Candidates must have appeared for and cleared their Higher/Senior Secondary Examination or the Indian School Certificate Examination after a period of 12 years of study in which the last two years comprise study of Physics, Chemistry, Biology/Bio-technology (which shall include practical tests in these subjects) and English with any other elective subject.
Candidates should also have undertaken two years of regular and continous study of Physics, Chemistry, Biology/Biotechnology and English across Classes 11 and 12. This means that a gap year is not permissible between Class 11 and Class 12. Candidates should pass English and also secure an aggregate of 50% (40% if reserved) in Physics, Chemistry and Biology in their Class 12 final exam.
Candidates who have passed their Class 12 from open schools or as private candidates shall not be eligible to appear for NEET. Furthermore, study of Biology/Bio-technology as an additional subject at/after 10+2 level also shall not be permissible. However, all candidates who have studied Biology with practicals for two years, ie. in both Classes 11 and 12, will be eligible to apply for NEET 2018.
The last two rules of Code 02 as mentioned above will be applicable to all candidates wishing to apply for NEET 2018.
NEET 2017 Upper Age Limit and Maximum Attempts Controversy
The confusion about the upper age limit and number of attempts in NEET began after the CBSE issued a notification last year and also mentioned in its official NEET 2017 prospectus that “The number of attempts which a candidate can avail at NEET-UG examination shall be limited to 3 (three) uniformly to all the candidates. The previous attempts in AIPMT/NEET will be counted against these 3 permissible attempts. The candidates who have already exhausted their allowed 3 attempts are not eligible to apply for NEET (UG) 2017”. The CBSE also set an upper age limit for Unreserved candidates at 25 years and Reserved candidates at 30 years stating that, “The upper age limit for NEET-UG is 25 years as on the date of examination with relaxation of 5 years for the candidates belonging to SC/ST/OBC category”.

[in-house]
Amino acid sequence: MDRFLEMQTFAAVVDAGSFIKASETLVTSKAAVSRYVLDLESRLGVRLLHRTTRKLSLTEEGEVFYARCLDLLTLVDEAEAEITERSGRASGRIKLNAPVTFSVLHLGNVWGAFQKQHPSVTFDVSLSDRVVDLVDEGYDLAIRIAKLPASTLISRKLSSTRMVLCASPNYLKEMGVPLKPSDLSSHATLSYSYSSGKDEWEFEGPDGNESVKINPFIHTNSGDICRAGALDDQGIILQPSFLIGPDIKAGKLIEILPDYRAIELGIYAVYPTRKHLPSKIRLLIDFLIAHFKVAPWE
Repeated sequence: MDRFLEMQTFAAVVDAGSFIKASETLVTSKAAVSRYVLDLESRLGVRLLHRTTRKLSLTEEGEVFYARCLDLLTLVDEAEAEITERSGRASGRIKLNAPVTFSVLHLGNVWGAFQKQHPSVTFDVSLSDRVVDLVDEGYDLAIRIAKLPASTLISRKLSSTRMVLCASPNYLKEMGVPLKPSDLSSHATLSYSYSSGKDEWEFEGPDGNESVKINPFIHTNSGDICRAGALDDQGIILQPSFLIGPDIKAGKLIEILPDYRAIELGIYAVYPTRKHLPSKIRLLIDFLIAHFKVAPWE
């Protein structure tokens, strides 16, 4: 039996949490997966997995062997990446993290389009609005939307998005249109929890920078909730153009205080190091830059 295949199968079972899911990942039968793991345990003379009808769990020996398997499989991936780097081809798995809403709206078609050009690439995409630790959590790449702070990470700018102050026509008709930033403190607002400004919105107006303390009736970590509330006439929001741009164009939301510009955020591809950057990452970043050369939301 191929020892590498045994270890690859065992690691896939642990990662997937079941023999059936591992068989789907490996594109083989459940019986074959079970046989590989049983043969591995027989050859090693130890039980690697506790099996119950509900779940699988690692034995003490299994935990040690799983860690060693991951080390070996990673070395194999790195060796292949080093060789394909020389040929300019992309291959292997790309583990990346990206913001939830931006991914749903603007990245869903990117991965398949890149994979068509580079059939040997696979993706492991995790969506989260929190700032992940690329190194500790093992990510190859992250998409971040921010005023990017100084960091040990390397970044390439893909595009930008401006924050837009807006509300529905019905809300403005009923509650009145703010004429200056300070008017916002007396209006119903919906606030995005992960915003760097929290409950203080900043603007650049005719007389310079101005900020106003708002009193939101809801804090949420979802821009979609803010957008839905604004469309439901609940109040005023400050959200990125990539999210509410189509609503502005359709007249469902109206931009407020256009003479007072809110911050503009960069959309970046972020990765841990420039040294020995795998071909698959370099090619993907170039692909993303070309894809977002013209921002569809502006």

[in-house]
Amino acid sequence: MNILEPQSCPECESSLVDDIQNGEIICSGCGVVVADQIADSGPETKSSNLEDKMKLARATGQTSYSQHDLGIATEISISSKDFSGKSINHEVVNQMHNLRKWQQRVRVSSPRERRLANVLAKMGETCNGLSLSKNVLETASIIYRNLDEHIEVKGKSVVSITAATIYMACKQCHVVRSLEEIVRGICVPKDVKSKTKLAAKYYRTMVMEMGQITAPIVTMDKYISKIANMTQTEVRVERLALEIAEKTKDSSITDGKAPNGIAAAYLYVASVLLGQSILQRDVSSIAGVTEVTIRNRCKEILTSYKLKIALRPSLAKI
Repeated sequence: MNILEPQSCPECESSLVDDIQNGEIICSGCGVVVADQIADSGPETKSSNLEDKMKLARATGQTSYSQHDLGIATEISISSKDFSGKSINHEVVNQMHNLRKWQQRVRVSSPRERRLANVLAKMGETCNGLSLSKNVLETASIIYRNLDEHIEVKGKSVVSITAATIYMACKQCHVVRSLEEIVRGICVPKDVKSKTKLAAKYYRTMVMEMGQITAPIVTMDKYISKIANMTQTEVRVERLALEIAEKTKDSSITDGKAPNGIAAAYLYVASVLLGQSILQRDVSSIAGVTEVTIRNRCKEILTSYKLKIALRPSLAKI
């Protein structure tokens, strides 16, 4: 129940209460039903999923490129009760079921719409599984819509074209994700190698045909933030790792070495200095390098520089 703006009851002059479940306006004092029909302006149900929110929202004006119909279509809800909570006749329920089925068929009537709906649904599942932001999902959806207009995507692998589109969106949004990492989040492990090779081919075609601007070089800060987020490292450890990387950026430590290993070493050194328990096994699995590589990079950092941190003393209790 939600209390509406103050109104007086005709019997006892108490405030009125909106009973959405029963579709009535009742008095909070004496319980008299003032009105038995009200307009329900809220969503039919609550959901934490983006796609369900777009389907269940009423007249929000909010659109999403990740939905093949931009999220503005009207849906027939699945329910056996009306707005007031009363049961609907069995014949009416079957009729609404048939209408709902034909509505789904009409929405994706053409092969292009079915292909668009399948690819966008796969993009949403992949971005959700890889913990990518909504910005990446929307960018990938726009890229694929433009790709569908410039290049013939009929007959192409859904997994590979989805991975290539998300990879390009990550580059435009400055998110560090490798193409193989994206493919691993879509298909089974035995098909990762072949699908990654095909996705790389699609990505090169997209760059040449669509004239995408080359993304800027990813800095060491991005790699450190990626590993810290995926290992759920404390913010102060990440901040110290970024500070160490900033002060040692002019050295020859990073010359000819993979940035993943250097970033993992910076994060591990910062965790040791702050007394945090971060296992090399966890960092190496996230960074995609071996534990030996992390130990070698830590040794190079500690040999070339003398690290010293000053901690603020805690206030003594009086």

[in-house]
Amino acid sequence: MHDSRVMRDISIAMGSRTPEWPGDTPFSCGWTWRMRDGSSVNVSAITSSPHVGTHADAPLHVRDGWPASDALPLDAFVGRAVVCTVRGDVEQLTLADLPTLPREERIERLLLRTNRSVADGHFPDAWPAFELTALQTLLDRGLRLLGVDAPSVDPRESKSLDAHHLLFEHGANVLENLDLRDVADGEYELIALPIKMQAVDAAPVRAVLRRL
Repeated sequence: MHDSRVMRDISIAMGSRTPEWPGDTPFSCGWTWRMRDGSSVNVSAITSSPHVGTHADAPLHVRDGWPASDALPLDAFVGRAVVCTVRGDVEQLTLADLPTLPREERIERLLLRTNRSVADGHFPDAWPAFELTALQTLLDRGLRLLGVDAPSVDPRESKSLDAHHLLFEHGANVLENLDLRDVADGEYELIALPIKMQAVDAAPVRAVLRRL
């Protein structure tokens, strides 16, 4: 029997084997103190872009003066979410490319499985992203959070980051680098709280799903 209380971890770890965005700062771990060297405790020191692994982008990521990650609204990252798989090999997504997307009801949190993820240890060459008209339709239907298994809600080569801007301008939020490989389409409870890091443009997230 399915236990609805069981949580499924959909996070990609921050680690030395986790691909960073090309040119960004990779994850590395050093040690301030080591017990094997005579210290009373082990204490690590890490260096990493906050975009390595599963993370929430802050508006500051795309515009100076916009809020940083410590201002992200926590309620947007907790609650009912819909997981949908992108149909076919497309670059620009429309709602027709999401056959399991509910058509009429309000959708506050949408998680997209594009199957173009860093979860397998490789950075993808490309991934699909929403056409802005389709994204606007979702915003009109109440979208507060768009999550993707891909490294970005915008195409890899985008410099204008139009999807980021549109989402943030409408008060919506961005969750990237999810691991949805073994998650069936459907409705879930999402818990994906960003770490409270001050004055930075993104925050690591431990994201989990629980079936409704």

The introduction of these rules led to tremendous controversy and led to an uproar among NEET aspirants. Within a week of introducing the NEET attempts rule, the MCI scrapped the previous attempts criteria. While clarifying on the revised eligibility, the MCI communicated to the MHFW that the attempts made by candidates for AIPMT/NEET prior to 2017 would not be counted. Later, the upper age limit was removed in March after a Supreme Court order on the same. The CBSE was forced to re-open the application form window twice for candidates deemed ineligible by these rules and the court case verdicts also led to a delay in the release of the NEET admit cards in May.
Now it seems that with the release of the NEET 2018 official bulletin, similar controversies are going to plague NEET this year as well. The upper age limit criteria has been reintroduced, NIOS students are no longer eligible to apply, and candidates who have taken a gap year between Class 11 and Class 12 will also not be eligible. It remains to be seen whether the CBSE or Supreme Court consider the tremendous disappointment experienced by students suddenly rendered ineligible by the NEET 2018 eligibility criteria and decide to revoke the same. Until then, the criteria explained above will stay in force.